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Idoia Grau Sologestoa / Umberto Albarella (eds.): The Rural World in the Sixteenth Century. Exploring the Archaeology of Innovation in Europe (= Studies in the History of Daily Life (800-1600); Vol. 11), Turnhout: Brepols 2022, 224 S., 17 Farb-, 59 s/w-Abb., 23 Tbl., ISBN 978-2-503-59705-8, EUR 65,00
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Rezension von:
Marc Forster
Department of History, Connecticut College, New London
Redaktionelle Betreuung:
Sebastian Becker
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Marc Forster: Rezension von: Idoia Grau Sologestoa / Umberto Albarella (eds.): The Rural World in the Sixteenth Century. Exploring the Archaeology of Innovation in Europe, Turnhout: Brepols 2022, in: sehepunkte 23 (2023), Nr. 1 [15.01.2023], URL:

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Idoia Grau Sologestoa / Umberto Albarella (eds.): The Rural World in the Sixteenth Century

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This collection of articles comes out of a 2017 conference held in Maastricht. This is a broad Europe-wide project, with contributions from Czech, French, British, Italian, Estonian, and Swedish scholars. The authors are all archeologists who bring archeological methods to the study of rural society and agriculture, primarily in the sixteenth century. The theme that holds the volume together is innovation, and almost all the authors argue that the sixteenth century saw the beginnings of the development of "modern" agriculture, in farming methods, patterns of settlement, breeding of livestock, use of new farm tools, and so on. The concept of modernity is, I think, somewhat problematic when applied to this period, but the articles here certainly show change and innovation at the local level. As several of the authors recognize, scholars of medieval and early modern rural society have identified constant change and innovation in rural society, and we should be careful about assuming "more" or "better" innovation in any particular period.

The perspective brought to these issues by archeologists broadens historical understanding.

The French authors of "Landscape and Settlement Evolution, "which studies two mountainous regions of eastern France, have gathered extensive evidence of evolving settlement patterns. This leads to important conclusions about "human-environmental relationships" (54), including the evolution of pastoralism, and the export of firewood and the use of blast furnaces leading to deforestation. Deforestation, in turn, led to changes in settlement patterns, including the development of hamlets at higher elevations. The authors contextualize their archeological data with written sources that illuminate seigneurial practices and trading practices. Importantly, this article brings people into the story by integrating the data drawn from archeological findings with human practices.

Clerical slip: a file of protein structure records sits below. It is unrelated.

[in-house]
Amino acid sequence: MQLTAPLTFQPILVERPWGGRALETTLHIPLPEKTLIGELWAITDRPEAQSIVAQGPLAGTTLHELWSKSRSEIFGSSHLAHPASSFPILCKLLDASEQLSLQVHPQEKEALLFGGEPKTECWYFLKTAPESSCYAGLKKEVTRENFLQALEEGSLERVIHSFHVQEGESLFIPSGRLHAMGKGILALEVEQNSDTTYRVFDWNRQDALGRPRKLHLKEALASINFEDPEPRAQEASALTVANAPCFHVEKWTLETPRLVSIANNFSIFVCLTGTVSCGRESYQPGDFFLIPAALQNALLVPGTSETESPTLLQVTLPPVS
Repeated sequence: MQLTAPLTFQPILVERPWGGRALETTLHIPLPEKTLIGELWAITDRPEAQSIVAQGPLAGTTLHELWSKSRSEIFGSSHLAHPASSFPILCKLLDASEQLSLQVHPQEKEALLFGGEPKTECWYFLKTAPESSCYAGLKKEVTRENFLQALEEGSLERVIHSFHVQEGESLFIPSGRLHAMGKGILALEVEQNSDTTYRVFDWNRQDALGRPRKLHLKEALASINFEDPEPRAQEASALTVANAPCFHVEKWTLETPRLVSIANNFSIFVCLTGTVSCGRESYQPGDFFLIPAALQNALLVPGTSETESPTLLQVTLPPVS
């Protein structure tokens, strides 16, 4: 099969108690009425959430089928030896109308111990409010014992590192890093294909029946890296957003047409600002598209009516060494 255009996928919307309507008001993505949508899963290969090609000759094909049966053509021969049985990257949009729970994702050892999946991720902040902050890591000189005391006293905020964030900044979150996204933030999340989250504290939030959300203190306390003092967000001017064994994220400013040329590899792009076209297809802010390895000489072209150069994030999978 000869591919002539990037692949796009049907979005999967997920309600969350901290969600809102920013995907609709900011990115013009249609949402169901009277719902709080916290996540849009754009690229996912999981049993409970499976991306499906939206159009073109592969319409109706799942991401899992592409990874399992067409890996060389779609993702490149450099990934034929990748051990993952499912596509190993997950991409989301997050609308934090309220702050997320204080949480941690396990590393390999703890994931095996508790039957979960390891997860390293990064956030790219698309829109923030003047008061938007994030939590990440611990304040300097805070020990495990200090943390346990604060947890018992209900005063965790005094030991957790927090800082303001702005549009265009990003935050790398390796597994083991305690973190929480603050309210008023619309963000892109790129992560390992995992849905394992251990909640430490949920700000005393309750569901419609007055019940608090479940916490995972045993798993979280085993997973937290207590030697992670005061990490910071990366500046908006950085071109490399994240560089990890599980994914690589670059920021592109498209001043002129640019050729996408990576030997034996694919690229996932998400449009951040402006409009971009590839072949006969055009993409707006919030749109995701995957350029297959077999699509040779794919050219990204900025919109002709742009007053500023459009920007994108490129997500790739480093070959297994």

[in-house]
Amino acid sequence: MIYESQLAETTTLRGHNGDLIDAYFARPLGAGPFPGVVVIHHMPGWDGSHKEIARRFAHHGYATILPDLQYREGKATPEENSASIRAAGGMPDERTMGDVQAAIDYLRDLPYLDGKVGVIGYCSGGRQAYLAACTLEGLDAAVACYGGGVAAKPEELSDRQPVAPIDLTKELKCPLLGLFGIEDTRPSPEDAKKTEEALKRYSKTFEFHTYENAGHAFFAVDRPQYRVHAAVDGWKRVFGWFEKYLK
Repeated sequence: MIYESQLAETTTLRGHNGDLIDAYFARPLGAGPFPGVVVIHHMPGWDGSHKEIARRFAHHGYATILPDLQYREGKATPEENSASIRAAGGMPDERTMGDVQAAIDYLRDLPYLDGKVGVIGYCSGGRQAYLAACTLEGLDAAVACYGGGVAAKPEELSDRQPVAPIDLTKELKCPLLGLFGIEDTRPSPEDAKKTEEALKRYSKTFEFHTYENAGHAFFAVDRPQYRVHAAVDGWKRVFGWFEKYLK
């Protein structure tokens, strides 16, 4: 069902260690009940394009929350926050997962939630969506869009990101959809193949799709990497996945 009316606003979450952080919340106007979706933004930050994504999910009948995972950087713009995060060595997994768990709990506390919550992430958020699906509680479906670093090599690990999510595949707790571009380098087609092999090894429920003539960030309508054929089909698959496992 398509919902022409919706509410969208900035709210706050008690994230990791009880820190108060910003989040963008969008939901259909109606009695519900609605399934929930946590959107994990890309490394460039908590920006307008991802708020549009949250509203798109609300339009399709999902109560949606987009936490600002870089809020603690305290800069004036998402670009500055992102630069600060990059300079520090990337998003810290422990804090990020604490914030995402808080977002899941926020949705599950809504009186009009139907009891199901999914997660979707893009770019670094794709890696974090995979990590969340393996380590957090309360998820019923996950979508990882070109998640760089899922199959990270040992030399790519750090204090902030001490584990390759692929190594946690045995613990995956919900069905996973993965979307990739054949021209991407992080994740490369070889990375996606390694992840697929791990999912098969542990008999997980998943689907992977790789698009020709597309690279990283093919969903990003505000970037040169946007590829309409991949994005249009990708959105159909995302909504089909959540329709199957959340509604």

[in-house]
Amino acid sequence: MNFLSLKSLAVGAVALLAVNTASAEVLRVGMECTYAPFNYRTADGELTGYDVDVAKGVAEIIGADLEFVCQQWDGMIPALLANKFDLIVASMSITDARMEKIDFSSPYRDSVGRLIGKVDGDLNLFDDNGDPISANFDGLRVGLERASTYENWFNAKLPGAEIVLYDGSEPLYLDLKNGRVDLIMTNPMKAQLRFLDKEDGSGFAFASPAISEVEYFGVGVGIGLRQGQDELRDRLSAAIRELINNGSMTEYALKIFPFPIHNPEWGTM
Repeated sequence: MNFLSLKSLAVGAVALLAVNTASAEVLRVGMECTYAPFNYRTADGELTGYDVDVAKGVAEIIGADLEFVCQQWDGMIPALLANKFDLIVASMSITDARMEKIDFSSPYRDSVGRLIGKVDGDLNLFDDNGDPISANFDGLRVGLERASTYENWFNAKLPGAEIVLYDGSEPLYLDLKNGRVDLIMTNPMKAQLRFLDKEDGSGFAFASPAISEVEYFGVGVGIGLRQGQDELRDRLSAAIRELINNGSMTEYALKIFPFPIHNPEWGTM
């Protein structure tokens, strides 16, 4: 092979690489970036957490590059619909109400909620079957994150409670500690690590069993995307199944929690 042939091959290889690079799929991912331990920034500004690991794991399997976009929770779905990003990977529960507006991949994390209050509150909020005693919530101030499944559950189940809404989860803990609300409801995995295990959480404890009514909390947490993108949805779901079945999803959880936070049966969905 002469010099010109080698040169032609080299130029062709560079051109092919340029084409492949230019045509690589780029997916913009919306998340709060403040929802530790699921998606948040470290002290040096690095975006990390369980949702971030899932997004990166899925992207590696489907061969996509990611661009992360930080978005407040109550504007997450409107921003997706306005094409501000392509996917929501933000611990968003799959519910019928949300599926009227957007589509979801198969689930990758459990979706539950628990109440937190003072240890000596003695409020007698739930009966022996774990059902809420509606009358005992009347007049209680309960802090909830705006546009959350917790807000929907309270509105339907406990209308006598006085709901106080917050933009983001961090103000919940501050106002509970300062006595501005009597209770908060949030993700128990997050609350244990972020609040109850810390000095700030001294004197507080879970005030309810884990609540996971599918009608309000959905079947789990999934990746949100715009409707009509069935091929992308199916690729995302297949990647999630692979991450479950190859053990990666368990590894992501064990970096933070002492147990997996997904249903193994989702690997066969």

Tamsyn Fraser's article examining "Livestock Improvement and Landscape Enclosure" in England is a more technical. Fraser presents a large amount of evidence, presented in charts and maps, about the size of cattle and sheep, for example "cattle dental age profile" or "sheep postcranial bone length. " This article, and the following one by the editors, which compares animal husbandry in England and the Basque Country of Spain, reward the careful reader with a lot of information about animals. What is less apparent in these chapters is the interactions between the livestock, the landscape, and the people, something the authors recognize. Rather tentatively, Sologestoa and Albarella suggest that "a key period of potential change occurred as early as the sixteenth century [...]" (152).